Prepare the grill. Meanwhile, thread a piece of pork fat, if using, on to the skewer first followed by two or three pieces of the marinated pork. Repeat with each skewer. When the embers are glowing, in fact beginning to die, gently grill the skewers, turning quite often to prevent charring and promote even caramelisation and cooking. Dab them with the coconut cream as they grill. This should make the coals smoulder and impart a smoky taste. Grill all the skewers.

On the streets, they are reheated over the grill to warm them through before serving, but they are delicious warm or cool.

Fried Chicken and Squid Rice Noodles


  • 85 g chicken breast fillet, with or without skin as preferred
  • a drizzle of light soy sauce, plus 2 tbsp extra
  • 1 garlic clove, peeled
  • pinch of salt
  • 3 tbsp vegetable oil
  • 85 g cured squid (plaa meuk chae) or fresh squid or cuttlefish, scored and finely sliced
  • ground white pepper
  • 1-2 tsp preserved Chinese vegetable (dtang chai), rinsed and drained
  • 2 heaped tbsp chopped spring (green) onions
  • 2 heaped tbsp chopped Asian celery (optional)
  • 8 oz fresh wide rice noodles
  • 1-2 tsp dark soy sauce, to taste
  • good pinch of white sugar
  • 2 eggs, ideally duck eggs
  • 1 cup loosely packed, very coarsely cut Chinese lettuce
  • pinch of deep-fried garlic
  • 1-2 tbsp chopped coriander
  • sauce Siracha, to serve

Slice the chicken and briefly marinate it in a drizzle of light soy sauce. Crush the garlic to a somewhat coarse paste with the salt--either by pounding it using a pestle and mortar or finely chopping it with a knife.

Heat the wok then add 2 generous tablespoons of the oil. Add the chicken and the cured squid and lightly stir-fry until golden and almost cooked. Stir in the garlic paste, a pinch of white pepper, the preserved Chinese vegetable and 1 tablespoon each of the spring onions and Asian celery (if using). By now most of the oil should have been absorbed; drain off any excess.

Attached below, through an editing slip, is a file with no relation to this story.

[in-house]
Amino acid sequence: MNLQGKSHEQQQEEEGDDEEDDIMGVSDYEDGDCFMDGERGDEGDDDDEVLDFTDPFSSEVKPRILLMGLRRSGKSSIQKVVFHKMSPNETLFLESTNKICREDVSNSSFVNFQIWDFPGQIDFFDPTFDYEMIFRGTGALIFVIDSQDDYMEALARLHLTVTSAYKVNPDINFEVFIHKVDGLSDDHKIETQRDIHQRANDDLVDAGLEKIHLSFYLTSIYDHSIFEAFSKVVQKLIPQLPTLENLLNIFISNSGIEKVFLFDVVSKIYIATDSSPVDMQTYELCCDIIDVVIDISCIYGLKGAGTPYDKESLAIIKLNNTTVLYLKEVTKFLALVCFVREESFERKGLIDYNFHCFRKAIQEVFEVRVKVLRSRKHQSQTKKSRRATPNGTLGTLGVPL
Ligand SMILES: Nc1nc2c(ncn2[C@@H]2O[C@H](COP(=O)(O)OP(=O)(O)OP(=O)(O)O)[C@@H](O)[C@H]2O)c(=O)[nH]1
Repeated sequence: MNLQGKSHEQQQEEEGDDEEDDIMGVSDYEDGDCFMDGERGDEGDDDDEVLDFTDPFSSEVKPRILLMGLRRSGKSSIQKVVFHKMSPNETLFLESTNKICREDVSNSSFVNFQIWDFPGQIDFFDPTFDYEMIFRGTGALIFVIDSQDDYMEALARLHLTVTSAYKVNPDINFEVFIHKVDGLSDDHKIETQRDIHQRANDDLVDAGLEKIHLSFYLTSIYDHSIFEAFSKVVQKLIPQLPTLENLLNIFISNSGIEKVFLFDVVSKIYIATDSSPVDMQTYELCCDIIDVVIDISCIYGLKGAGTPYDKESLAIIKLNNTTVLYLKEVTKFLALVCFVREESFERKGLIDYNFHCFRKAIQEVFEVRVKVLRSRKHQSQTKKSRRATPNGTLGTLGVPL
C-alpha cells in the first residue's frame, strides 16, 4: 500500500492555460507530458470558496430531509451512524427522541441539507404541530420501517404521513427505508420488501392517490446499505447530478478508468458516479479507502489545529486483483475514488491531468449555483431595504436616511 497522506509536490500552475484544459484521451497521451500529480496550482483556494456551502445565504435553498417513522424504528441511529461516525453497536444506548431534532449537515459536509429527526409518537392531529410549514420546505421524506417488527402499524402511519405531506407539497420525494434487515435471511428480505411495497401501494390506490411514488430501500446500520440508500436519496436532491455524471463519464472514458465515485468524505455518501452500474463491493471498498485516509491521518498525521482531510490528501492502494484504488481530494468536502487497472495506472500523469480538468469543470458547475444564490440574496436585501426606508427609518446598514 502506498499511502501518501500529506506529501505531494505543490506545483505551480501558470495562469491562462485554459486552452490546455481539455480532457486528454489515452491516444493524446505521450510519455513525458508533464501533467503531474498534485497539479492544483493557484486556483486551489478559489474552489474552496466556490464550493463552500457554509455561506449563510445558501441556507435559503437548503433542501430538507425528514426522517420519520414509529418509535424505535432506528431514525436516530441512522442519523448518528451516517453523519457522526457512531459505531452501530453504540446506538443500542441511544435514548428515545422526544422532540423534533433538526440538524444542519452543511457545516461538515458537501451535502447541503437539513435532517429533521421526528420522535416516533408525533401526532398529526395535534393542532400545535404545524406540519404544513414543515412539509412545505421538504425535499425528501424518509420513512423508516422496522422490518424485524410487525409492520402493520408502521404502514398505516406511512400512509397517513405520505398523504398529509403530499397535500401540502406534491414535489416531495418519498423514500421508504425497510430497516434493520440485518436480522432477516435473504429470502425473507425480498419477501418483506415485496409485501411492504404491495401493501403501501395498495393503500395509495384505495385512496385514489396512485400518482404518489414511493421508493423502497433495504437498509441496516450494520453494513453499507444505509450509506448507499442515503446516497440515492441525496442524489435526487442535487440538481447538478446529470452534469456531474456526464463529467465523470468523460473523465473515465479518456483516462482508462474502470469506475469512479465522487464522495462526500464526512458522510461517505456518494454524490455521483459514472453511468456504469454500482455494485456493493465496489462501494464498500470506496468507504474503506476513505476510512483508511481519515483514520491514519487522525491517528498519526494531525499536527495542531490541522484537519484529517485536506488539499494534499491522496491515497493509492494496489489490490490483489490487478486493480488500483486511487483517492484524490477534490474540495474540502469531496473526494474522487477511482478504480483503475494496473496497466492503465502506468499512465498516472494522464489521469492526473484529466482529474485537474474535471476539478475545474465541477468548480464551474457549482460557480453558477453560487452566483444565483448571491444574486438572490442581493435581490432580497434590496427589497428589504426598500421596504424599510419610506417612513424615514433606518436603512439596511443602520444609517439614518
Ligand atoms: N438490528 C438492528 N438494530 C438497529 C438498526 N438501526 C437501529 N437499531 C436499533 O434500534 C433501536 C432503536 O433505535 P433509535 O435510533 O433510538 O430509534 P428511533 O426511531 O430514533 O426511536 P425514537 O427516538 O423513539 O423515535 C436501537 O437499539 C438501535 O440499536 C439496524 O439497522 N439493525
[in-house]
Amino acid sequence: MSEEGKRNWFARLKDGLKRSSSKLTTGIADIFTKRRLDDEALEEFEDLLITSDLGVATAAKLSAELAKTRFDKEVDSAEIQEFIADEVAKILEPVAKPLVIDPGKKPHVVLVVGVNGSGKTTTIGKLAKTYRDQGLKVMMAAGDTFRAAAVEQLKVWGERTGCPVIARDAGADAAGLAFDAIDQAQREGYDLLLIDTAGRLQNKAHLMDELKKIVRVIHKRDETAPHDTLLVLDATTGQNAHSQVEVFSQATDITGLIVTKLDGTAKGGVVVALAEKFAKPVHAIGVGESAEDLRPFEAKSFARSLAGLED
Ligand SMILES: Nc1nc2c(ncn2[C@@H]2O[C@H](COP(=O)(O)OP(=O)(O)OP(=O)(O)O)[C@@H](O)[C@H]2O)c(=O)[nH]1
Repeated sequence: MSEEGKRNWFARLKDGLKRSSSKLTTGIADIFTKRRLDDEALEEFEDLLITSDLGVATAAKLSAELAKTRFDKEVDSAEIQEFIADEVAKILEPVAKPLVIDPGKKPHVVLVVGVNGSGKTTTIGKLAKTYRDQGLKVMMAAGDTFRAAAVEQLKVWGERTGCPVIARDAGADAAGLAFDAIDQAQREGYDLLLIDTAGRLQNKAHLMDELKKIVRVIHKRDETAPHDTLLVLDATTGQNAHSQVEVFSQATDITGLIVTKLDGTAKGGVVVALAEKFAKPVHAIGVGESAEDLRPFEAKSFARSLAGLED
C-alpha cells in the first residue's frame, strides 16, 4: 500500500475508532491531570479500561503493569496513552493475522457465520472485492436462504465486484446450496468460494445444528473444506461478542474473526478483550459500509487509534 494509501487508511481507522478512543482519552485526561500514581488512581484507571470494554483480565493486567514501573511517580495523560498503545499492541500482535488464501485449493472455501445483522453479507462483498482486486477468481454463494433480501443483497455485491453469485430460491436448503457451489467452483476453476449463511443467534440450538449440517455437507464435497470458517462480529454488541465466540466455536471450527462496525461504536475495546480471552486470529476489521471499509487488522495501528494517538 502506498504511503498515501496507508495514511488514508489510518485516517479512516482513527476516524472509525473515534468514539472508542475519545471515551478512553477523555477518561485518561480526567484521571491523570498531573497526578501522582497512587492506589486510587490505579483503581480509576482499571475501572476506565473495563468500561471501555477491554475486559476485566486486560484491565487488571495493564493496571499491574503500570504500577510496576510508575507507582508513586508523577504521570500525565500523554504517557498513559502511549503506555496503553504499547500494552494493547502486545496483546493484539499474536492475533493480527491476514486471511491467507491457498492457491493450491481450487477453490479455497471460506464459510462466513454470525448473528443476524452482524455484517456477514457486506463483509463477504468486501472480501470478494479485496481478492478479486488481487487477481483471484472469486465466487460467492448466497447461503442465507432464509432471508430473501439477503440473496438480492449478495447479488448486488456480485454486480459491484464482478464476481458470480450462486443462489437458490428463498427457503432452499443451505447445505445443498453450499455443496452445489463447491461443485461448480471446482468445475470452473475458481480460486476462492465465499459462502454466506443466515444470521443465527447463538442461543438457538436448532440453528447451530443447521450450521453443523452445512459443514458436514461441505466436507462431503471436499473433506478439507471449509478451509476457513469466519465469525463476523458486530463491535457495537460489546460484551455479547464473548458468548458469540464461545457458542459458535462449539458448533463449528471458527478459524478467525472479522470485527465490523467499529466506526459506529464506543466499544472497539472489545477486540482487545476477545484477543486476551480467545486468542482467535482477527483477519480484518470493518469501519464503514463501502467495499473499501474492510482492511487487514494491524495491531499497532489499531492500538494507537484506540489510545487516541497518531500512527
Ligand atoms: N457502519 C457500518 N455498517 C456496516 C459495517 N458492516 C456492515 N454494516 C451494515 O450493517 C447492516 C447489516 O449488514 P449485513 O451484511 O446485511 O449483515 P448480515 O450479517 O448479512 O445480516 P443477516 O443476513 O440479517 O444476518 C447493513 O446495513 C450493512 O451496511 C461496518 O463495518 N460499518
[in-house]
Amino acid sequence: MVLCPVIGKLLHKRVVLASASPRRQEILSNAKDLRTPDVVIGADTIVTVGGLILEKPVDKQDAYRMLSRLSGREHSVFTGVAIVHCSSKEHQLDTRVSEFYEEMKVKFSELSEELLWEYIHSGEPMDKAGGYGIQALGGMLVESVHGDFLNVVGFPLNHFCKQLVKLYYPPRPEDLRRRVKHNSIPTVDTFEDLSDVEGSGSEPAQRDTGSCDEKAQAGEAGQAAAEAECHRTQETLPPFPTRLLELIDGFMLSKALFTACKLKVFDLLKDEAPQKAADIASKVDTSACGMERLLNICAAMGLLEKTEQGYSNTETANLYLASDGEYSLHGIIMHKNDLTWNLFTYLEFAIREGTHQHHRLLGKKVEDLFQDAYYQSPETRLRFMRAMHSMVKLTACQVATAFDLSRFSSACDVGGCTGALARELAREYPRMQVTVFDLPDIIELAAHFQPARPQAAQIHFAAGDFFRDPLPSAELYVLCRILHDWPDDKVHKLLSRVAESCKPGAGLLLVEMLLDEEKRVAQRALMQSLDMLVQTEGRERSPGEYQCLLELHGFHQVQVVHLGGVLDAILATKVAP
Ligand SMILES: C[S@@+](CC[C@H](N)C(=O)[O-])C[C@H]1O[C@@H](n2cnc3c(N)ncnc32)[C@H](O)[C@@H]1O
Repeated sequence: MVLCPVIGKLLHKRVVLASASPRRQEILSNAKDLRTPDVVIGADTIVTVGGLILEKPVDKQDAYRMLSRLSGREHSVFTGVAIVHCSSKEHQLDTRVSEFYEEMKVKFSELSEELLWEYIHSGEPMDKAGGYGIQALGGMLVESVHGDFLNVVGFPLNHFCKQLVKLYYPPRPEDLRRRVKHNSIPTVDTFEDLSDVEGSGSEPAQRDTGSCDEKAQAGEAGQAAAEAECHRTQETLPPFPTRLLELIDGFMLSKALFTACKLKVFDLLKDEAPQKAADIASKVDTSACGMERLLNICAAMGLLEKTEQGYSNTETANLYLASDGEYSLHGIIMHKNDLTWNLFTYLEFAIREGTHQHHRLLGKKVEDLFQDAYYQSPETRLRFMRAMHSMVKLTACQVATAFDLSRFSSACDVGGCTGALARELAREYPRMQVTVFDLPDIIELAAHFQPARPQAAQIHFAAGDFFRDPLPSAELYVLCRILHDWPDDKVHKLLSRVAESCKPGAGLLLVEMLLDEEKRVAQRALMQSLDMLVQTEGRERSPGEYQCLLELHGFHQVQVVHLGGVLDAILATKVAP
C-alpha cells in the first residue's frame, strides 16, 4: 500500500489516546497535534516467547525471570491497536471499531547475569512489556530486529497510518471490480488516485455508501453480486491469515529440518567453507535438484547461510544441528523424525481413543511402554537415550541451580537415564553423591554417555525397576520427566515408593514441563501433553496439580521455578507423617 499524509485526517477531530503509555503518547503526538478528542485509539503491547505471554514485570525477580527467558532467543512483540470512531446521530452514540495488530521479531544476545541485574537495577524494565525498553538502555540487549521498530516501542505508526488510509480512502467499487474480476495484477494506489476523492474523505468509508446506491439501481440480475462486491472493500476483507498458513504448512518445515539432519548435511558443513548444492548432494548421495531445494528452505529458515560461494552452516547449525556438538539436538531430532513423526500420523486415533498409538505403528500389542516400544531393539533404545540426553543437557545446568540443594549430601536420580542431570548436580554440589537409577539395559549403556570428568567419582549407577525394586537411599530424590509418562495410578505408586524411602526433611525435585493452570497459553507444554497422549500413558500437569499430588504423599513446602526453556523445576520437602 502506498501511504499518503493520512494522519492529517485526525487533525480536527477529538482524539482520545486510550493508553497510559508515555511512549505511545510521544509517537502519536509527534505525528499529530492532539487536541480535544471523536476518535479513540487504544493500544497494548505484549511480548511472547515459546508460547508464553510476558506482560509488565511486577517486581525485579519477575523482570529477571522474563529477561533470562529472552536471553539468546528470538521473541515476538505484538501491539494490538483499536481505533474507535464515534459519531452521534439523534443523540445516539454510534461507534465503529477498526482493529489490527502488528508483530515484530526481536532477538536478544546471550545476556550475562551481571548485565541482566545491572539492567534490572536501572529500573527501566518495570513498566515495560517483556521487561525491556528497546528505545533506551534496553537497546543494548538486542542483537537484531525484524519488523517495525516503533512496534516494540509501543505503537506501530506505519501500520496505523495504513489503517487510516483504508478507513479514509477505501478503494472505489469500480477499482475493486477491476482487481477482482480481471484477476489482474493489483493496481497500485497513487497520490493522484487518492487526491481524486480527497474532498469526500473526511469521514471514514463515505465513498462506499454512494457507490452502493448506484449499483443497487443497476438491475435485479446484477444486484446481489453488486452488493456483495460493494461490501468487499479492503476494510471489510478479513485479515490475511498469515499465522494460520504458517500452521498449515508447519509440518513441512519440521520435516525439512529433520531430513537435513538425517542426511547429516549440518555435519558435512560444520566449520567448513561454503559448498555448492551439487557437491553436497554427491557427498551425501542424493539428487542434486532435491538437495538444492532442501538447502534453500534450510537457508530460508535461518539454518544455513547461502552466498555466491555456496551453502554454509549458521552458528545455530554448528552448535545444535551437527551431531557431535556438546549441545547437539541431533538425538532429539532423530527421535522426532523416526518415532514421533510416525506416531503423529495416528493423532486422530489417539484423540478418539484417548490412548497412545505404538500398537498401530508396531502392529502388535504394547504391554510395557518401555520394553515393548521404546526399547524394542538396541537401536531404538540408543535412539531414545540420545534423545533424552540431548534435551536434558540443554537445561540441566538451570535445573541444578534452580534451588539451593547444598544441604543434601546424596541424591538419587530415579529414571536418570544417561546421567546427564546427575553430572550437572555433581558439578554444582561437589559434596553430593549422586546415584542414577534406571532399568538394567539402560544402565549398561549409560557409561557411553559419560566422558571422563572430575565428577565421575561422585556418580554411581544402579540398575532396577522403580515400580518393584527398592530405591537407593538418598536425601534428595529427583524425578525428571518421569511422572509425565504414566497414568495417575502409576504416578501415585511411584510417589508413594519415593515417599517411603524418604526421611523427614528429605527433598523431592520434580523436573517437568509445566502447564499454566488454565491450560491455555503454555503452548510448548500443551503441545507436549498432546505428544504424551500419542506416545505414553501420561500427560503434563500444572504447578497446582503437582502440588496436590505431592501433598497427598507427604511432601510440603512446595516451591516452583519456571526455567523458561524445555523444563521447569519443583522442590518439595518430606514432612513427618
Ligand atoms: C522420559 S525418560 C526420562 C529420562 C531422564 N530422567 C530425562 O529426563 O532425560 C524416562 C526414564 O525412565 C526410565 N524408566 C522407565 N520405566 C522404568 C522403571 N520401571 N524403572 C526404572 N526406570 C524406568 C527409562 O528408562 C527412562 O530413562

thai-street-food-chicken-squid-200.jpgPull apart the rice noodle strands and add to the wok, spreading them over the contents of the wok and onto the surface of the wok itself. Leave undisturbed for a moment--up to 30 seconds--then gently begin to stir and shuffle the noodles and the wok. It is important not to break the noodle strands while doing this. Drizzle the noodles with the extra 2 tablespoons of light soy sauce, the dark soy sauce and the sugar. Sprinkle them with most of the remaining Asian celery and spring onions, along with a good pinch of white pepper. Turn up the heat slightly to caramelize the noodles, stirring occasionally and carefully. After a minute or two, push the noodles to one side of the wok and add the remaining tablespoon of oil. Turn up the heat, crack in the eggs and fry until they are just beginning to set and the edges of the whites are beginning to brown. Lightly break up the eggs, then gently stir and fold in the noodles, simmering them for a few minutes so that they caramelize and char slightly. Finish with the Chinese lettuce and the remaining Asian celery.

Serve the noodles sprinkled with the deep-fried garlic, the remaining spring onions, the coriander and a pinch of white pepper.

Accompany with a bowl of sauce Siracha.